Is Strides Pharma Science Limited’s (NSE:STAR) Balance Sheet Strong Enough To Weather A Storm?

Strides Pharma Science Limited (NSE:STAR) is a small-cap stock with a market capitalization of ₹38.5b. While investors primarily focus on the growth potential and competitive landscape of the small-cap companies, they end up ignoring a key aspect, which could be the biggest threat to its existence: its financial health. Why is it important? Companies operating in the Pharmaceuticals industry, even ones that are profitable, are more likely to be higher risk. Assessing first and foremost the financial health is essential. Here are few basic financial health checks you should consider before taking the plunge. Nevertheless, since I only look at basic financial figures, I suggest you dig deeper yourself into STAR here.

Does STAR produce enough cash relative to debt?

Over the past year, STAR has reduced its debt from ₹40.3b to ₹28.7b , which is made up of current and long term debt. With this debt payback, STAR currently has ₹6.8b remaining in cash and short-term investments , ready to deploy into the business. Moving onto cash from operations, its trivial cash flows from operations make the cash-to-debt ratio less useful to us, though these low levels of cash means that operational efficiency is worth a look. For this article’s sake, I won’t be looking at this today, but you can examine some of STAR’s operating efficiency ratios such as ROA here.

Can STAR pay its short-term liabilities?

Looking at STAR’s most recent ₹22.2b liabilities, it seems that the business has maintained a safe level of current assets to meet its obligations, with the current ratio last standing at 1.26x. Generally, for Pharmaceuticals companies, this is a reasonable ratio since there is a bit of a cash buffer without leaving too much capital in a low-return environment.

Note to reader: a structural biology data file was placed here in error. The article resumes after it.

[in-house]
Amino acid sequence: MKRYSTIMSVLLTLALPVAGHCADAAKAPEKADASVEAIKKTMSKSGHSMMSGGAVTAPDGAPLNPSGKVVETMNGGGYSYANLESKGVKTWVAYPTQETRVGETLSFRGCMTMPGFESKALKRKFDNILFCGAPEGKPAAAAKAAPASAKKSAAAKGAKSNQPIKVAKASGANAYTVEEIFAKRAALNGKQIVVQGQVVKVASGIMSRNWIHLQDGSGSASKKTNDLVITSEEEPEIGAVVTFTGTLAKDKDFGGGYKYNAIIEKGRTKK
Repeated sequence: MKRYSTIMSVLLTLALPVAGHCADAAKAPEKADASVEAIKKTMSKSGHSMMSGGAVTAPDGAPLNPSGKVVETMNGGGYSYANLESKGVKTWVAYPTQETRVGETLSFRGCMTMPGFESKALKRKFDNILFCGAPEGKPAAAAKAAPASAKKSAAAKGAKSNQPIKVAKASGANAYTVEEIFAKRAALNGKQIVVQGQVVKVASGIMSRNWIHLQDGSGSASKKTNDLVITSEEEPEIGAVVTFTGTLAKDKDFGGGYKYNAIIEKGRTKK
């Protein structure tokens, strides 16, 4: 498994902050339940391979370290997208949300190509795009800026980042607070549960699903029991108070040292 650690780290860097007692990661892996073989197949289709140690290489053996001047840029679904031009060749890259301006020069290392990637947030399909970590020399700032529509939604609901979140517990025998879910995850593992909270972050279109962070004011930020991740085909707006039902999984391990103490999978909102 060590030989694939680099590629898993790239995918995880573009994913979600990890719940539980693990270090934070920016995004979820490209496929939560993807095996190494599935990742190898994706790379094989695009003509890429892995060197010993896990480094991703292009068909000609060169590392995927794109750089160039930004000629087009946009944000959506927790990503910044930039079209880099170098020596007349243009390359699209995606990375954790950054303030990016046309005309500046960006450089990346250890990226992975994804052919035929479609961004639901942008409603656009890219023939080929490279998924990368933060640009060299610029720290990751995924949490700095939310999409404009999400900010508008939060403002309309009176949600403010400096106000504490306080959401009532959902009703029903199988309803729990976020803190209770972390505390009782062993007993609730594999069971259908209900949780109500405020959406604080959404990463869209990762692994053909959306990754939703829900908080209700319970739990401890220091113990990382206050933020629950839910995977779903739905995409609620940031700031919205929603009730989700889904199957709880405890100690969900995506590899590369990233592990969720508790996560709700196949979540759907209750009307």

NSEI:STAR Historical Debt November 8th 18
NSEI:STAR Historical Debt November 8th 18

Does STAR face the risk of succumbing to its debt-load?

STAR is a highly-leveraged company with debt exceeding equity by over 100%. This is not unusual for small-caps as debt tends to be a cheaper and faster source of funding for some businesses. No matter how high the company’s debt, if it can easily cover the interest payments, it’s considered to be efficient with its use of excess leverage. A company generating earnings after interest and tax at least three times its net interest payments is considered financially sound. In STAR’s case, the ratio of 3.16x suggests that interest is appropriately covered, which means that lenders may be inclined to lend more money to the company, as it is seen as safe in terms of payback.

Next Steps:

STAR’s debt and cash flow levels indicate room for improvement. Its cash flow coverage of less than a quarter of debt means that operating efficiency could be an issue. However, the company exhibits proper management of current assets and upcoming liabilities. This is only a rough assessment of financial health, and I’m sure STAR has company-specific issues impacting its capital structure decisions. I suggest you continue to research Strides Pharma Science to get a more holistic view of the stock by looking at:

  1. Future Outlook: What are well-informed industry analysts predicting for STAR’s future growth? Take a look at our free research report of analyst consensus for STAR’s outlook.
  2. Valuation: What is STAR worth today? Is the stock undervalued, even when its growth outlook is factored into its intrinsic value? The intrinsic value infographic in our free research report helps visualize whether STAR is currently mispriced by the market.
  3. Other High-Performing Stocks: Are there other stocks that provide better prospects with proven track records? Explore our free list of these great stocks here.

To help readers see past the short term volatility of the financial market, we aim to bring you a long-term focused research analysis purely driven by fundamental data. Note that our analysis does not factor in the latest price-sensitive company announcements.

The author is an independent contributor and at the time of publication had no position in the stocks mentioned. For errors that warrant correction please contact the editor at